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About gogmorgo

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    MJ Maniac

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    Jasper NP

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  1. Yeah that was also a bit of a concern. I'd rather have the sled loaded nose down than up with skis on the wheelwell, so I'll definitely have a tape measure with me while shopping. The inner enginerd needed some whiteboard time. Two feet for bed height is approximate, a little lower than where it sits I think but tough to say without loading up a sled, 10' overall length is also approximate. But the 30° ramp angle that results isn't terrible, and a slide-out ramp extension would be easy and just make the angle better. Also it would mean you aren't just slamming the back of the track down once it finally tips down. I'm guessing break over point wouldn't have the sled more than a foot or two behind the loaded position. Probably a dumb idea and I haven't even looked at them yet but how bad would it wreck the tailgate hinges using them as a pivot point? I should go do something practical before having more dumb ideas.
  2. Hmm... And if you could pull a pin or something and have it drop down into a ramp, that's getting two birds stoned at once cause you wouldn't need to worry about the ramp taking off on you.
  3. Yeah that's my thinking. Definitely much easier to pick up the back end than the front of any sled I've messed around with. It'll be a couple weeks before I start looking at them, so I'll have to let you all know how it turns out.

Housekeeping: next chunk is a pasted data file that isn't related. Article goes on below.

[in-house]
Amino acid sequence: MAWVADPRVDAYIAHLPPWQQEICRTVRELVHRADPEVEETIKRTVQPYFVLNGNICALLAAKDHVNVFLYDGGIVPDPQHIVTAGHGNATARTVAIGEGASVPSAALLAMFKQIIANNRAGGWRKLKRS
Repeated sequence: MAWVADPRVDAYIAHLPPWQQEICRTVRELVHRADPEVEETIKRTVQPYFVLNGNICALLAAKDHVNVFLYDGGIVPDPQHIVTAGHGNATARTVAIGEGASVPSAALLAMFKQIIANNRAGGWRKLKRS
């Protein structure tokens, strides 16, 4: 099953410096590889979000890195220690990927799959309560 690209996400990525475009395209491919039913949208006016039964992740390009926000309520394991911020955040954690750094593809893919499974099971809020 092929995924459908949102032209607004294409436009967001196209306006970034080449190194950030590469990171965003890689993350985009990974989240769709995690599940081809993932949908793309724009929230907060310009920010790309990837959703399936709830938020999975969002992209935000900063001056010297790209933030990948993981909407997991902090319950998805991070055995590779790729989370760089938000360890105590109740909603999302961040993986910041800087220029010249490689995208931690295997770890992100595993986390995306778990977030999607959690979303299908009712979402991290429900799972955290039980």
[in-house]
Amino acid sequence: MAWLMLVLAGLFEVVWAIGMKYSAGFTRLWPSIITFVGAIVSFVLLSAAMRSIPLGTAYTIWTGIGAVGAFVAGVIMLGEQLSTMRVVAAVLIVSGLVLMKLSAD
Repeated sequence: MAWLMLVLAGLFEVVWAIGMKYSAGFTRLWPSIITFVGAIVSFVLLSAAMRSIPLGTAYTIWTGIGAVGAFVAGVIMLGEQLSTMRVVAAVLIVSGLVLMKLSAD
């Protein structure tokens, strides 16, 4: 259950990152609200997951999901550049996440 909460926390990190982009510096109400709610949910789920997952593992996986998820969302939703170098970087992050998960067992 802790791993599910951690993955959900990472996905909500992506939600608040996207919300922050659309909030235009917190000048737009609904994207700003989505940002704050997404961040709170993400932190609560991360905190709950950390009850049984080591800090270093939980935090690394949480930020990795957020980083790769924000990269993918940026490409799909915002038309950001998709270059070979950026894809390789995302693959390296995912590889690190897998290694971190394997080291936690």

4. Just sitting on the tailgate, eh? I guess a longer track wouldn't be all that much extra weight hanging off the end, either.
  5. Well it depends on the sled. You would be looking at over 10 feet for the bigger models. One of my coworkers hauls his around with a deck on his 6.5' bed Tundra, although he's got a lot more cab length and weight balancing that out. And there's a lot of it hanging off the back end of the truck; that photo really doesn't do it justice, but I don't have a side shot on my phone.
  6. Yes, but the seals don't necessarily appreciate brake cleaner any more than the grease does.
  7. The long bed is not registered or in any condition to become that way any time soon unfortunately. Major rust repairs are currently underway but my landlord has been reprioritizing my projects and because it's not on the property right now it's been pushed to the bottom of the stack.
  8. I'm thinking about picking up a sled for this winter, and am wondering if anyone has hauled one in their MJ. Anyone bought or built a deck? What about a ramp? My main concern is how far it would hang off the end of my shortbed. The obvious answer is just trailer it behind the ZJ but then I've got to stash a trailer somewhere and I don't have space to do that at my place short of leaving it hooked up to a vehicle on the street...
  9. You want to be careful with the brake cleaner, don't want to wash the grease out of the bearings.
  10. That speed range is pretty typical tire balance, although I think you'd pretty well need a tire to start separating to make it anything I would describe as violent. Were the ujoints and trans mount done before or after you noticed the vibration?